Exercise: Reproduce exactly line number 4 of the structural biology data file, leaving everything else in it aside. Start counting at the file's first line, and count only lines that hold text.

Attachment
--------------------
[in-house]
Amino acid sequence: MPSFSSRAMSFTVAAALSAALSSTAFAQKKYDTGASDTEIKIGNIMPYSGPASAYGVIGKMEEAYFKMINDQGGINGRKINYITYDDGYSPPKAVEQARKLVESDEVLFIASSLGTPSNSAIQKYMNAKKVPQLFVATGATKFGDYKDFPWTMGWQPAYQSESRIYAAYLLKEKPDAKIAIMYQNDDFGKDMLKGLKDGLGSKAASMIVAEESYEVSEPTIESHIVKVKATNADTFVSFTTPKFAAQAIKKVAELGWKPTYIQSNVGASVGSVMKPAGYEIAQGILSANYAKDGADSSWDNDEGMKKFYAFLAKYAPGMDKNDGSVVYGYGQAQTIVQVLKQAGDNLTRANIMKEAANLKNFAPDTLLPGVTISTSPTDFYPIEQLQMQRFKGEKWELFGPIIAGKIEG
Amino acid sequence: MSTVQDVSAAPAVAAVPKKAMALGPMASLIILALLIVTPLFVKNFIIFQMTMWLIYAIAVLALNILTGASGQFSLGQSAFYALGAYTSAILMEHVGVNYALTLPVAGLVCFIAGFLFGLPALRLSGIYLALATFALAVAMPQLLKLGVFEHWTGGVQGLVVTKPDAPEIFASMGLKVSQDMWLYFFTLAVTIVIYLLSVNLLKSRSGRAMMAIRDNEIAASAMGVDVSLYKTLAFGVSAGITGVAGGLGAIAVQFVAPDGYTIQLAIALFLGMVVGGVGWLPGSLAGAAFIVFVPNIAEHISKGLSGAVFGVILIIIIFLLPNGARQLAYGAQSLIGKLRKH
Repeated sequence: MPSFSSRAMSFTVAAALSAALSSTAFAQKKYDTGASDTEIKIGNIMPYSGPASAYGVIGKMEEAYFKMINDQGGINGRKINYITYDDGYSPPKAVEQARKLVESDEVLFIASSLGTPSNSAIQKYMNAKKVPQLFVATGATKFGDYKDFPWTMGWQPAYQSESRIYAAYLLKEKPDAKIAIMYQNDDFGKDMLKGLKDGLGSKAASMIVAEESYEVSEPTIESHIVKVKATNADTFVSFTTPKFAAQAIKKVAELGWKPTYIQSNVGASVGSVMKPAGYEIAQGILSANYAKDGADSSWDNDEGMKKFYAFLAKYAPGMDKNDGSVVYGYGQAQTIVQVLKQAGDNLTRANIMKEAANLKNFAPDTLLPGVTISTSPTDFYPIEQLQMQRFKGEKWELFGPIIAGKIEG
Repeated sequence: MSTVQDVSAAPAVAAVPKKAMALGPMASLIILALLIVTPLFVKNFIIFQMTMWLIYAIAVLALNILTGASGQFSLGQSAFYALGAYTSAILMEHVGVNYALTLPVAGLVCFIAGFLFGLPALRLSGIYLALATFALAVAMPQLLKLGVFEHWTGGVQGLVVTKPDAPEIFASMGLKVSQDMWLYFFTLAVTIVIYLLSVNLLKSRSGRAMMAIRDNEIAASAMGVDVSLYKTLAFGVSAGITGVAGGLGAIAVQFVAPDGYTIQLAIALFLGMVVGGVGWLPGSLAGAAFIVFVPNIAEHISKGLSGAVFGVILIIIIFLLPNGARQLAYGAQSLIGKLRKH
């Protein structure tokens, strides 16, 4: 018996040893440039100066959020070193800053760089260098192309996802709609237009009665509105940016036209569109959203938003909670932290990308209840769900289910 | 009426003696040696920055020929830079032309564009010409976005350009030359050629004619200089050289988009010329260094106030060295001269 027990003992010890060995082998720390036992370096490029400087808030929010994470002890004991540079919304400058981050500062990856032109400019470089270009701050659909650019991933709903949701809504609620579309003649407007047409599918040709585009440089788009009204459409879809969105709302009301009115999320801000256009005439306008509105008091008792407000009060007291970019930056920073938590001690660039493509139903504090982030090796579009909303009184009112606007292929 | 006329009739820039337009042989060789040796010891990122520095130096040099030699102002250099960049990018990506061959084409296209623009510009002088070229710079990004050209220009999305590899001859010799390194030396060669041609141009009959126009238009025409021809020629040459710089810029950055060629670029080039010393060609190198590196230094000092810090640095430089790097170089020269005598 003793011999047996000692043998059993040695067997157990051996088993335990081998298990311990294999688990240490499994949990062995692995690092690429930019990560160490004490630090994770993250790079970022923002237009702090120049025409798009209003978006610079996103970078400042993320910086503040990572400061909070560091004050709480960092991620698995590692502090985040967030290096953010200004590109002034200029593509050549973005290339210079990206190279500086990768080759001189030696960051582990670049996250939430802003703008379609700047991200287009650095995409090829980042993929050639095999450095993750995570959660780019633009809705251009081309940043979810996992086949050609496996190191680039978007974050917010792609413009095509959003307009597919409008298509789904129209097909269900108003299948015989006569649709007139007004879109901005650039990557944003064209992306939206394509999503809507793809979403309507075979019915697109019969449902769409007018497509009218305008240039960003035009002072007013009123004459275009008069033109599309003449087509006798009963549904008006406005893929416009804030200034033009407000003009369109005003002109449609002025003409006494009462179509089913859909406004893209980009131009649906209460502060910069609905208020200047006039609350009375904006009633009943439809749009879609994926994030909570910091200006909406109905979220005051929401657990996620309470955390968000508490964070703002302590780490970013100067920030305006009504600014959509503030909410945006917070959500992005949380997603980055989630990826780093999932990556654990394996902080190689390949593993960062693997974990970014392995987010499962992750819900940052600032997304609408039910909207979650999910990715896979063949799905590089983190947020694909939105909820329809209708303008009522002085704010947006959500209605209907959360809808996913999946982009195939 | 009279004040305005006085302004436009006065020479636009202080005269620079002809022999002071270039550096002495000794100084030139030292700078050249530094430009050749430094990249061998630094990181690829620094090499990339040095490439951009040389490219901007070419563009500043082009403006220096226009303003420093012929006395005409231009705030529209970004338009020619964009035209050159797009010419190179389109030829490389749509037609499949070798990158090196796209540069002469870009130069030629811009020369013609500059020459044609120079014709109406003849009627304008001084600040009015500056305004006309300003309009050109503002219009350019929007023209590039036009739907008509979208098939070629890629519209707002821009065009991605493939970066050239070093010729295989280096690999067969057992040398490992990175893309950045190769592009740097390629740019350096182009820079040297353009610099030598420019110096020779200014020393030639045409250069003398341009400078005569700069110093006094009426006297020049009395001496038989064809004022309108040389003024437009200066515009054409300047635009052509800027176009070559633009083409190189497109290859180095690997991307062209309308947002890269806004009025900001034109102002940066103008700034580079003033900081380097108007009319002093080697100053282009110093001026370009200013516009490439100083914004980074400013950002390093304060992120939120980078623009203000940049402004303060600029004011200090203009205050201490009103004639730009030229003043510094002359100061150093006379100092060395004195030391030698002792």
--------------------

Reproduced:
Repeated sequence: MPSFSSRAMSFTVAAALSAALSSTAFAQKKYDTGASDTEIKIGNIMPYSGPASAYGVIGKMEEAYFKMINDQGGINGRKINYITYDDGYSPPKAVEQARKLVESDEVLFIASSLGTPSNSAIQKYMNAKKVPQLFVATGATKFGDYKDFPWTMGWQPAYQSESRIYAAYLLKEKPDAKIAIMYQNDDFGKDMLKGLKDGLGSKAASMIVAEESYEVSEPTIESHIVKVKATNADTFVSFTTPKFAAQAIKKVAELGWKPTYIQSNVGASVGSVMKPAGYEIAQGILSANYAKDGADSSWDNDEGMKKFYAFLAKYAPGMDKNDGSVVYGYGQAQTIVQVLKQAGDNLTRANIMKEAANLKNFAPDTLLPGVTISTSPTDFYPIEQLQMQRFKGEKWELFGPIIAGKIEG